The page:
- The Statsis – simply means that this is what the main character does every day. This is the prominent theme in the main characters life.
- The trigger – means that the writer adds an element of veering off from the everyday routine of the main character. It is something uncontrollable, something out of the ordinary, which pushes the protagonist to act on it.
- The Quest – this one is self explanatory. A quest would be the journey the protagonist would go on to meet his/her goal.
- Surprise – this is something unexpected. When the main character goes out on his/her quest the writer should create hurdles and trials for him/her. The protagonist shouldn’t just be able to go straight to the finish line; it would be too easy a task leaving not much room to generate interest for the readers.
- Critical Choice – this is a choice whether the protagonist goes on to join the good side or the dark side of the story. When the main character decides on this, the choice will have an impact on his/her fate in the end of the story.
- Climax – a climax is the most crucial part of the story. A part where it somehow hinders the main character to stop and asses what is happening around him/her. And the choices that will emerge from the realization of his/her situation are present here.
- Reversal – this is where the protagonist makes a choice for the betterment or not of his/her status in the story.
- Resolution – the resolution is the ending. This would be the final details of the main characters life. This is where the writer compiles the changes that had happened to the protagonist or all the characters and gets a moral out of it.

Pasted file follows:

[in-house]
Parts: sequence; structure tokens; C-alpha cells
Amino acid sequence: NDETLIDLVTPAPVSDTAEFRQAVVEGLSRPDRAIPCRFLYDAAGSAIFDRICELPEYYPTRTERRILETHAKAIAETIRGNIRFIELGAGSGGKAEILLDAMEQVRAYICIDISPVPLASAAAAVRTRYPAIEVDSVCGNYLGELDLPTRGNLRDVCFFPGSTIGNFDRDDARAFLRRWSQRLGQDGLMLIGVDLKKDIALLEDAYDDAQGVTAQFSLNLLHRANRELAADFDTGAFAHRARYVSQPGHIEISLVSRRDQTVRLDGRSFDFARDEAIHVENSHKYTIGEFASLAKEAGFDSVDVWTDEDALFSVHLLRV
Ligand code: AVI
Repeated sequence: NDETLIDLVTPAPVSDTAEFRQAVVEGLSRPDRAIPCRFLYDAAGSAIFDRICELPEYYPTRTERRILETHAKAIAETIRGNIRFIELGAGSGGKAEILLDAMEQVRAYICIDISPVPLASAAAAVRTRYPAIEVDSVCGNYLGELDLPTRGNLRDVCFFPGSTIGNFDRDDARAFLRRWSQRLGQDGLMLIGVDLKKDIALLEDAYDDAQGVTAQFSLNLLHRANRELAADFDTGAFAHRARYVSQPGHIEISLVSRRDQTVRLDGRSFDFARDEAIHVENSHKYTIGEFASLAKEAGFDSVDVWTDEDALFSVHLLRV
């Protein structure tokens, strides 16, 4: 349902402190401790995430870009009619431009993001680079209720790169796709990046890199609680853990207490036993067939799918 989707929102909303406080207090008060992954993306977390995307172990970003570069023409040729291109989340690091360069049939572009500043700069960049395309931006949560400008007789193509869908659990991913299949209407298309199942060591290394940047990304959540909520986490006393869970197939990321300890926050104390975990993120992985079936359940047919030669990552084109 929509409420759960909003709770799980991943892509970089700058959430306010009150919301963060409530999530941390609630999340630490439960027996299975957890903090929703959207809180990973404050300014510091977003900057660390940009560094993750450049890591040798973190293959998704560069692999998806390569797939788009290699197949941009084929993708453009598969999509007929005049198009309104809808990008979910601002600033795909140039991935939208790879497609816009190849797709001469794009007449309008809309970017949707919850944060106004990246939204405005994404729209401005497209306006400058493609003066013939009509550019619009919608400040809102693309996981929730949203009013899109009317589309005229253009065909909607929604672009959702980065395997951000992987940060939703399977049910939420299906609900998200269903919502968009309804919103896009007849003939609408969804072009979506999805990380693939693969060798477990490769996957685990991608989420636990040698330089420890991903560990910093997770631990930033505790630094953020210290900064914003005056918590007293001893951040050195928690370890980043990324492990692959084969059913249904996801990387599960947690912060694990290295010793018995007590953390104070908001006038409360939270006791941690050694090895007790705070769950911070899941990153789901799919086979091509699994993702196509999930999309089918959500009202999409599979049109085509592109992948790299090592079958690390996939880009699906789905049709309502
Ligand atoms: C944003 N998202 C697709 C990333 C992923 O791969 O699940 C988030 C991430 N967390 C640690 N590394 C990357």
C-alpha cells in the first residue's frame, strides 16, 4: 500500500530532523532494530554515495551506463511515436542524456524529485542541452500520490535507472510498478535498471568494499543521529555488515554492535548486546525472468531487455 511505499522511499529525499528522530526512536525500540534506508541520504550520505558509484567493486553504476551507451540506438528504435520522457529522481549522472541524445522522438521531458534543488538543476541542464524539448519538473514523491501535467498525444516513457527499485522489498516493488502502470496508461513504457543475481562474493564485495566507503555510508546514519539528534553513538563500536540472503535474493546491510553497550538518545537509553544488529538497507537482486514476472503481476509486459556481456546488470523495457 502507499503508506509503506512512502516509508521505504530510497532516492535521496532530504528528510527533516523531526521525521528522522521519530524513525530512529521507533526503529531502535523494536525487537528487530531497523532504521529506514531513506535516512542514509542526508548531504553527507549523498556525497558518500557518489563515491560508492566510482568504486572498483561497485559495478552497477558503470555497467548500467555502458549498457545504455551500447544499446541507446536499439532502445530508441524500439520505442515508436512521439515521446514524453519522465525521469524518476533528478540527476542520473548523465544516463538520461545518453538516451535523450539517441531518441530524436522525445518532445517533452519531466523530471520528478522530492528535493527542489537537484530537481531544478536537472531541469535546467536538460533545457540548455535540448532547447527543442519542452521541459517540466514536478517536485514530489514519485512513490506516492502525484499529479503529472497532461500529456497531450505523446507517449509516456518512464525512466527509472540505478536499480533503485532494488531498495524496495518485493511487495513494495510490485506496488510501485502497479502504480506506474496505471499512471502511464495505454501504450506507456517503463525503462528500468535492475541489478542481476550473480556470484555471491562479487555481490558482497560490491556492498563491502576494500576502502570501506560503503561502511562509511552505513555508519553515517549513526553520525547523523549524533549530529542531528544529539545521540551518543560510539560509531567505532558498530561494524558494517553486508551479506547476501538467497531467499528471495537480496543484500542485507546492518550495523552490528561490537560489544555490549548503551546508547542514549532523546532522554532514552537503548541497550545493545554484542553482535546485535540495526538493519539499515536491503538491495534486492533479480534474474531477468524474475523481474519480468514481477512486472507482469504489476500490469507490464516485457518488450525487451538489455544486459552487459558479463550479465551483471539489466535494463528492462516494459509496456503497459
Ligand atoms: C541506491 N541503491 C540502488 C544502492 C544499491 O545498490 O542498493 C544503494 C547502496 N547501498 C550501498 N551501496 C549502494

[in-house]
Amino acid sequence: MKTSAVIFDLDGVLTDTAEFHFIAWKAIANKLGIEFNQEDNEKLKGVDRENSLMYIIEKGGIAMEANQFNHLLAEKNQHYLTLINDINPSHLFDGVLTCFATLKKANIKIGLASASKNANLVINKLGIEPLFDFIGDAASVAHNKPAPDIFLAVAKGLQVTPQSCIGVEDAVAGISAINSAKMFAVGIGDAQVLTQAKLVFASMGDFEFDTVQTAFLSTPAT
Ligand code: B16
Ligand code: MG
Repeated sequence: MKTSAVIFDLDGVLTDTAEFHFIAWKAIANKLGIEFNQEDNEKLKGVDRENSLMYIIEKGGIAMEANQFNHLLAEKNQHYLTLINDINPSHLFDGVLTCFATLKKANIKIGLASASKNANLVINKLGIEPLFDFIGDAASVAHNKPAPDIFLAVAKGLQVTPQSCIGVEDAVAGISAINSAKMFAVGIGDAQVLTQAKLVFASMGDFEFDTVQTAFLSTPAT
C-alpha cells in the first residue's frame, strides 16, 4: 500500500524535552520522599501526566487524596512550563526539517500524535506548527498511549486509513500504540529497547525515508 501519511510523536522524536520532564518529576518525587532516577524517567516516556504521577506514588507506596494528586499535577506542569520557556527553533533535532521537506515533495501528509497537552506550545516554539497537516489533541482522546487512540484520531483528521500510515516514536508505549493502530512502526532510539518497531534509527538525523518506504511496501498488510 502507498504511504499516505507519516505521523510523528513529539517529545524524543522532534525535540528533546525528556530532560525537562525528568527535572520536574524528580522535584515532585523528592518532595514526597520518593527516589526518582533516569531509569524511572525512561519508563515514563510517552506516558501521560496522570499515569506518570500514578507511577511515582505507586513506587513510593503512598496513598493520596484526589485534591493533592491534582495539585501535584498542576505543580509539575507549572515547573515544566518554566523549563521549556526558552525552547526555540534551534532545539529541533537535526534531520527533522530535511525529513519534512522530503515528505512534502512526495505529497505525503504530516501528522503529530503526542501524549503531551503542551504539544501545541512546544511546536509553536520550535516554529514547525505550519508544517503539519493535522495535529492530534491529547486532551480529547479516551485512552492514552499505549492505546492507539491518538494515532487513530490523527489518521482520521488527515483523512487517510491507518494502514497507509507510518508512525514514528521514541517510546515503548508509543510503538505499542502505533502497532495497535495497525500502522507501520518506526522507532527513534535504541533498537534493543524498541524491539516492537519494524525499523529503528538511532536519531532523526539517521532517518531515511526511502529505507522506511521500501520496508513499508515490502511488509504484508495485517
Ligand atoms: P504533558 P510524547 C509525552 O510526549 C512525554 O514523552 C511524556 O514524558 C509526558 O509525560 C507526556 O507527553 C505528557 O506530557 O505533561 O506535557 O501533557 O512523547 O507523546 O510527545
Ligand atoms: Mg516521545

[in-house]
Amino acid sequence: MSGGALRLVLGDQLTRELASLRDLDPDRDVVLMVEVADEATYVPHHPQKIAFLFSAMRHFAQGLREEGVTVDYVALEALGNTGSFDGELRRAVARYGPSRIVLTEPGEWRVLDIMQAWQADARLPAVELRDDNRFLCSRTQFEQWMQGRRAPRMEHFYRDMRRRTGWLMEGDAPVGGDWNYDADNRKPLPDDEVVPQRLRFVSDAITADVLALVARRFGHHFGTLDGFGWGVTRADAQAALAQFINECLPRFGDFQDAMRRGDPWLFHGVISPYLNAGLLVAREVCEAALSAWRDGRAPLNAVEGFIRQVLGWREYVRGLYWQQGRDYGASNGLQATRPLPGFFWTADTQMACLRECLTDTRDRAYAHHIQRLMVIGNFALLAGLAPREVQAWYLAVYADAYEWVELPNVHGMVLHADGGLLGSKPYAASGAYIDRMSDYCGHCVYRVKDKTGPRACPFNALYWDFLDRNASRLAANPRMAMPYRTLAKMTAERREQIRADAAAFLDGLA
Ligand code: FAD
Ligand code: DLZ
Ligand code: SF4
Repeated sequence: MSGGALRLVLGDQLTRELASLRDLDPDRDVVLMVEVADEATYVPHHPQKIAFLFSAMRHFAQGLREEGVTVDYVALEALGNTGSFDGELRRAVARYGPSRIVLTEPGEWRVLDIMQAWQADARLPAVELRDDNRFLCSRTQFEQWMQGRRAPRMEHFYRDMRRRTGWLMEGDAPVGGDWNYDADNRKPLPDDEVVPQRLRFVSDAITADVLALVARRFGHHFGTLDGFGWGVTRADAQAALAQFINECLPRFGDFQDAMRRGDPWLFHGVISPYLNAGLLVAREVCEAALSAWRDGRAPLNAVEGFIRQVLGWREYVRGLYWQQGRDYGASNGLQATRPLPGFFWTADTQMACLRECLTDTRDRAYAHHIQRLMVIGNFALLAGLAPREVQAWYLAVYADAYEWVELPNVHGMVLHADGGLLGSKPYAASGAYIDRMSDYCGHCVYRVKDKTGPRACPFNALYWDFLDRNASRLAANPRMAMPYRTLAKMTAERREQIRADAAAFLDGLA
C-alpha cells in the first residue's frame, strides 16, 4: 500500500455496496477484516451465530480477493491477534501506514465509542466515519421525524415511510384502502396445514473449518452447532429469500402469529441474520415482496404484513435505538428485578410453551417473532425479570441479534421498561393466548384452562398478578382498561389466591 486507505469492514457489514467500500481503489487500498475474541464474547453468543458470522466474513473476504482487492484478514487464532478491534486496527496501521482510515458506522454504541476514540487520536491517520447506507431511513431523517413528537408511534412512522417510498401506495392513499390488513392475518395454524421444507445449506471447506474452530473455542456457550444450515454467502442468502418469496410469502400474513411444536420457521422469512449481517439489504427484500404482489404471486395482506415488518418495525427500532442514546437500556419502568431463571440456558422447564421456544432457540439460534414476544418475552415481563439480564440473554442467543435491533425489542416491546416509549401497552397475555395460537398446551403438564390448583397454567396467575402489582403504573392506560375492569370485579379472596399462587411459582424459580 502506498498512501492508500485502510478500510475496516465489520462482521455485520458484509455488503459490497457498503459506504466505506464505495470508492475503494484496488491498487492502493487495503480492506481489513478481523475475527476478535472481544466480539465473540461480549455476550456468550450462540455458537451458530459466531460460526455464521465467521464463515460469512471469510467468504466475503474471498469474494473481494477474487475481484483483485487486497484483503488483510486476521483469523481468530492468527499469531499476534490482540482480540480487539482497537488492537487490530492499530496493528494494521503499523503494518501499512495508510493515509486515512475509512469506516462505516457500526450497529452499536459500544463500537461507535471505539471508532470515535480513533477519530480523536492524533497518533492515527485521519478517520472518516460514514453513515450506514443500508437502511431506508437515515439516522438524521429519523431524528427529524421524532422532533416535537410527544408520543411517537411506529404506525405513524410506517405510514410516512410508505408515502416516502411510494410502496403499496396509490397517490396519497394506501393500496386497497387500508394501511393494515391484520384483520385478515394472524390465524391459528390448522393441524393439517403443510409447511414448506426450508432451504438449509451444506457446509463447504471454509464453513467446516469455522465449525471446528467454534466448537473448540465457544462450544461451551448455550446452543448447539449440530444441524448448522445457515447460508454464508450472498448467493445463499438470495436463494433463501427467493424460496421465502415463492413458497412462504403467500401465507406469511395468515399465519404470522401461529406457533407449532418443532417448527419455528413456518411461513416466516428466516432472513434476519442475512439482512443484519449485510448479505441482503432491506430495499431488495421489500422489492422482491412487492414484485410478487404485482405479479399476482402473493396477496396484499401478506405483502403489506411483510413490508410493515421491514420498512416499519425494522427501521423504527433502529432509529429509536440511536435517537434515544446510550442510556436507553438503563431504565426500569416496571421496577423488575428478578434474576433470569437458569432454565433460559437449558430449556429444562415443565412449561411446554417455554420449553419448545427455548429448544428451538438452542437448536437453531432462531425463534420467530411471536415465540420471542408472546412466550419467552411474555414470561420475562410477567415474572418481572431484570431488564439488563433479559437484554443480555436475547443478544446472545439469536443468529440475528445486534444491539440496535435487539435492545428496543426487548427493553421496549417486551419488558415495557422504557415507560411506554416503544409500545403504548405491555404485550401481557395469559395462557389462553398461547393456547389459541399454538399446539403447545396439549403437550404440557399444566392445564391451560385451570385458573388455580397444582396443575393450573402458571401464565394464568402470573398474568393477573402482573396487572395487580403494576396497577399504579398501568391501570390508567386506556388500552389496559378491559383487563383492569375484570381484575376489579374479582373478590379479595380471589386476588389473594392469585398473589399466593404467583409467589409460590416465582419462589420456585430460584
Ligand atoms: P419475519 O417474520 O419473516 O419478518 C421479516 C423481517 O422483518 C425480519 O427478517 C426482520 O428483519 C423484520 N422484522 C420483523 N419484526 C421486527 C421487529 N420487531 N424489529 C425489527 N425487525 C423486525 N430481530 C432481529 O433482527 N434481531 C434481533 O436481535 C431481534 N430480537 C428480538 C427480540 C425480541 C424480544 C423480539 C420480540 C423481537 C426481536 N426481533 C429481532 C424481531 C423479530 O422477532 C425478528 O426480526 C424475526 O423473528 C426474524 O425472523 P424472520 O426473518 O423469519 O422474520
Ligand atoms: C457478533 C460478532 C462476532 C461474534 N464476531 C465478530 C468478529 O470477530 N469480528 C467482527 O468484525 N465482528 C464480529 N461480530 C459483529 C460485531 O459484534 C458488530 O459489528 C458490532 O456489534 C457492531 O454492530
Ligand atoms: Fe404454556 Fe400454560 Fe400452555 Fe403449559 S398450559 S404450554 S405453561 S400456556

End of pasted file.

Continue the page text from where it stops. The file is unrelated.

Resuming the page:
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Common Problems with Creative Writing
- Shift in character point of view
The writer must not change point of views randomly this will only confuse the reader.
- Misuse of Tenses
If the writer uses past tense he/she must stick to it so as not to disrupt the setting and time of the story.
- Change in tone
There should be a smooth transition when the writer switches the story’s tone.
- Taking up time with Internet use
Sometimes writers need the help of the internet to get an idea of something they are not familiar with. Research can take up too much time if not given a schedule.
This is a state where the writer is at a standstill. He/she is stuck at a point of the story and cannot move on.
- Getting tired of revising the story
It is a part of a writer’s life to edit and revise. And sometimes the more revising one does the more he/she gets tired of the story.
How to avoid Problems in Creative Writing
- Collect and organize your thoughts
Write down all your thoughts and then try to decipher what are the main points and your supporting points to give you a more organized process.
- Develop a solid story
Write about what you know so that you can develop more dynamic characters and a well structured plot and theme.
- Do more studying on the writing craft
Read books about writing, talk to people who have a passion for writing, attend conferences and workshops and join writing groups. All these can help enrich your knowledge on writing and develop your skills as well.
- Read like a Writer
Try to understand the deeper message behind the story you are reading or have read. Try to make sense of what the writer wants to really point out.
- Finish your Story
Always try to finish a story, no matter how hard it may be. Finishing a story is a very rewarding experience for you as a writer and for your reader as well.
In summary, this lesson aims to help you understand what creative writing is. It gives you an insight on what you need to have to create a good story or piece. It helps you understand the different parts of creating a good story and how these parts are important to help you create your own.
In the next lesson you will get an overview on how creative writing can be very beneficial to you and your life. You will get to understand the importance of creative writing and hopefully make you want to write more. If you want to know why you should write or keep writing just head on to the next lesson and you’ll get an answer or two from there.